The Different Parts of a Pool Screen Enclosure

The Different Parts of a Pool Screen Enclosure

Florida neighborhoods are dotted with pool screen enclosures. These look a bit like screen porches, but they have greater variety in their style, size, and shape. Pool screen enclosures are built to surround and cover inground pools and their pool deck areas. They don’t come pre-assembled. Instead, qualified contractors build them on site. Homeowners choose the style and materials they want. This can involve several decisions about the different parts of a pool screen enclosure. Local zoning laws and building permit rules may define the types of materials required for a new pool screen enclosure.

Footing or Foundation

Enclosures require a solid foundation. If you already have a concrete pool deck, your contractor must determine if it meets the right thickness to support the frame of the enclosure. If not, they will pour a new concrete footing or foundation to the thickness required by zoning laws in your area.

Frame

Usually made of rust-resistant aluminum, the frame is the “skeleton” of your pool screen enclosure. Consisting of posts, beams, rails that run between the posts at the bottom of the enclosure, purlins, which are narrower strips of aluminum that run perpendicular to the beams to help form a roof, and a door, the frame forms the structure of your enclosure. It defines the roof style you have selected, either mansard, flat, gabled, domed, or sloped.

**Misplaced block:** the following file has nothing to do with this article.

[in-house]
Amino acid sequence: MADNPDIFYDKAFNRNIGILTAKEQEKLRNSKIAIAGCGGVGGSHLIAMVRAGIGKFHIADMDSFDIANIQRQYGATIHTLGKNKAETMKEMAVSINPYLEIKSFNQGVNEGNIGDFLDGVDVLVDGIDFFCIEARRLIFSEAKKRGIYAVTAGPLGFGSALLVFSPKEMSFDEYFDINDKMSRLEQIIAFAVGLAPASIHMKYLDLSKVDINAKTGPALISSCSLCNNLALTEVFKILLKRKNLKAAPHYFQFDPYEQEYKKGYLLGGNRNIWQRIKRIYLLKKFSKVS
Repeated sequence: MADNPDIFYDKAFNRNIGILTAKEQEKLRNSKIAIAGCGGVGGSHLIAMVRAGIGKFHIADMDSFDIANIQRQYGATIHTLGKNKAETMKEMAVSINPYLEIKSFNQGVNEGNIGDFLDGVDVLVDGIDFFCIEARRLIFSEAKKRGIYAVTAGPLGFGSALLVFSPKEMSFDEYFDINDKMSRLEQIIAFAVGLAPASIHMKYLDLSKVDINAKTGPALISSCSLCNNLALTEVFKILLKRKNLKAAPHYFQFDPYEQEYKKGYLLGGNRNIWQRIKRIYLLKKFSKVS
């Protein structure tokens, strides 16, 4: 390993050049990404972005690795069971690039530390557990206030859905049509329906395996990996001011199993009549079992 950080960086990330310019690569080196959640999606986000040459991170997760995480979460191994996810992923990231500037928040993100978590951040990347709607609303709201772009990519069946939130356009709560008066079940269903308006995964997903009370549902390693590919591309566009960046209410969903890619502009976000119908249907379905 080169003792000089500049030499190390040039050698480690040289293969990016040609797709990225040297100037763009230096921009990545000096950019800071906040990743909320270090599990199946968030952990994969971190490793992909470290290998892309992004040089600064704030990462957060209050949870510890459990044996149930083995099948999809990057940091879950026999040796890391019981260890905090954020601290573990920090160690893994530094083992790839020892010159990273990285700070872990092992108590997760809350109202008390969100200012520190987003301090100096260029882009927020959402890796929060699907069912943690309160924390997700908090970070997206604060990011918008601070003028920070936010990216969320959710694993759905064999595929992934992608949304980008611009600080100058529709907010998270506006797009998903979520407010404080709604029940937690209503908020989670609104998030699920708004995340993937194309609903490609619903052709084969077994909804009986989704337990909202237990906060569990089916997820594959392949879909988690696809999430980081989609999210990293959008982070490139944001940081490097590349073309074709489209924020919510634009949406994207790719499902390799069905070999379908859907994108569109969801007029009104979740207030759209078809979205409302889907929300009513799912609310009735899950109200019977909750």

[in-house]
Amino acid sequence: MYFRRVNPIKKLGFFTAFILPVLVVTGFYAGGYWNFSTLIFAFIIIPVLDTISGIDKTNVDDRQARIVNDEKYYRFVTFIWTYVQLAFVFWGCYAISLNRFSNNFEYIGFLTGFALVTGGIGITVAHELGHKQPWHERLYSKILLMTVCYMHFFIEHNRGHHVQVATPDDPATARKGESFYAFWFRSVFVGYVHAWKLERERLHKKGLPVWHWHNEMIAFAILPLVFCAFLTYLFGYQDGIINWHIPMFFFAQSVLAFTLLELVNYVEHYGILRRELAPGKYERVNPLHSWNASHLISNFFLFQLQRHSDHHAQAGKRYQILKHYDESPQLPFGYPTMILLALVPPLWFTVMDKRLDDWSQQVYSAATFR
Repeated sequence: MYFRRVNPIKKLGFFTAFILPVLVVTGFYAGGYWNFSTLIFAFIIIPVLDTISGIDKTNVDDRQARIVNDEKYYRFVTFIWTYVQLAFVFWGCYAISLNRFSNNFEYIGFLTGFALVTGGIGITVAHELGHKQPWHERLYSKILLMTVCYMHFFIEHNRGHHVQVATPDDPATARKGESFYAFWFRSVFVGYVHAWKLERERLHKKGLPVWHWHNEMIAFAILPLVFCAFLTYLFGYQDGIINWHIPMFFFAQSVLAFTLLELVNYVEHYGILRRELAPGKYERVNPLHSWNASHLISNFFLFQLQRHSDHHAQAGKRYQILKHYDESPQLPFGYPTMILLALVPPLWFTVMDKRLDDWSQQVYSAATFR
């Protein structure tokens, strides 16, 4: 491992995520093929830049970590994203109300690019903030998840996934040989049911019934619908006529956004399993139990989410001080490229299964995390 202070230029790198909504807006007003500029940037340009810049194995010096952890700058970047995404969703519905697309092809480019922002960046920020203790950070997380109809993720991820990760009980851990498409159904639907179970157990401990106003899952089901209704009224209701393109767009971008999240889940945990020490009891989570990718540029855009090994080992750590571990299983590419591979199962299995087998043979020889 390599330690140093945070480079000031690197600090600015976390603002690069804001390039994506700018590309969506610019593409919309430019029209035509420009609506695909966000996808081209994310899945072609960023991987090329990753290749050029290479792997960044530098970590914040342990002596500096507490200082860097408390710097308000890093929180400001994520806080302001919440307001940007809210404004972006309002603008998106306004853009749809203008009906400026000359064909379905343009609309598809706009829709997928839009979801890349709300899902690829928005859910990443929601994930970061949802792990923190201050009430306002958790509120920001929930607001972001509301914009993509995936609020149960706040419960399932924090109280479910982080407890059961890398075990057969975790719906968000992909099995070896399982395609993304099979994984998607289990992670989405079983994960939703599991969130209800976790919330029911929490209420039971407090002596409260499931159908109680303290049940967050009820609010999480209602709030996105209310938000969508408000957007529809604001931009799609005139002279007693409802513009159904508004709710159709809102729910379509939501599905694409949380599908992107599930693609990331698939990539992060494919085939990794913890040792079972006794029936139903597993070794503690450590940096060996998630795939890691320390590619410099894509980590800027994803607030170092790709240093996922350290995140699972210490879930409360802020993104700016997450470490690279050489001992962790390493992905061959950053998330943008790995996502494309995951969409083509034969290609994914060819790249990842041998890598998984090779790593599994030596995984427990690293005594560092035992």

Anchors and Fasteners

The frame must be fastened to the concrete base with screws or fasteners that penetrate the concrete and hold the structure in place. These anchors help the frame resist wind. Other fasteners attach the beams to the posts, framing to the structural gutters attached to the house, and screen panels to the frame. If a section of the screen is damaged, a pool screen repair company can often fix just that panel, so you don’t have to replace the entire pool screening. All fasteners should be rust-resistant.

Screening

There is a variety of types of screening to select to fill the screen panels in the pool enclosure. Screening can be pet and insect resistant, provide protection from UV light and the sun’s heat, and be treated to resist mildew and algae. Durability should be a major consideration. Although you may pay more upfront for high-quality screening, the screen fabric will last longer and cost you less in repair and replacement over time.

Door and Door Lock

These may be among the most important parts of your pool screen enclosure. A major reason for building a pool screen enclosure is security and safety. Your enclosure and the door that provides access to it should prevent animals and children from getting into your pool unattended. The door provides access to homeowners without patio doors and an escape route to safety if necessary. Local zoning regulations may specify the type and size door required.

Pool screen enclosures aren’t just giant cages—they are complex structures with many different pool enclosure parts. Pool enclosures are designed to provide safety, security, protection from debris, insects and animals, and resistance to wind and weather.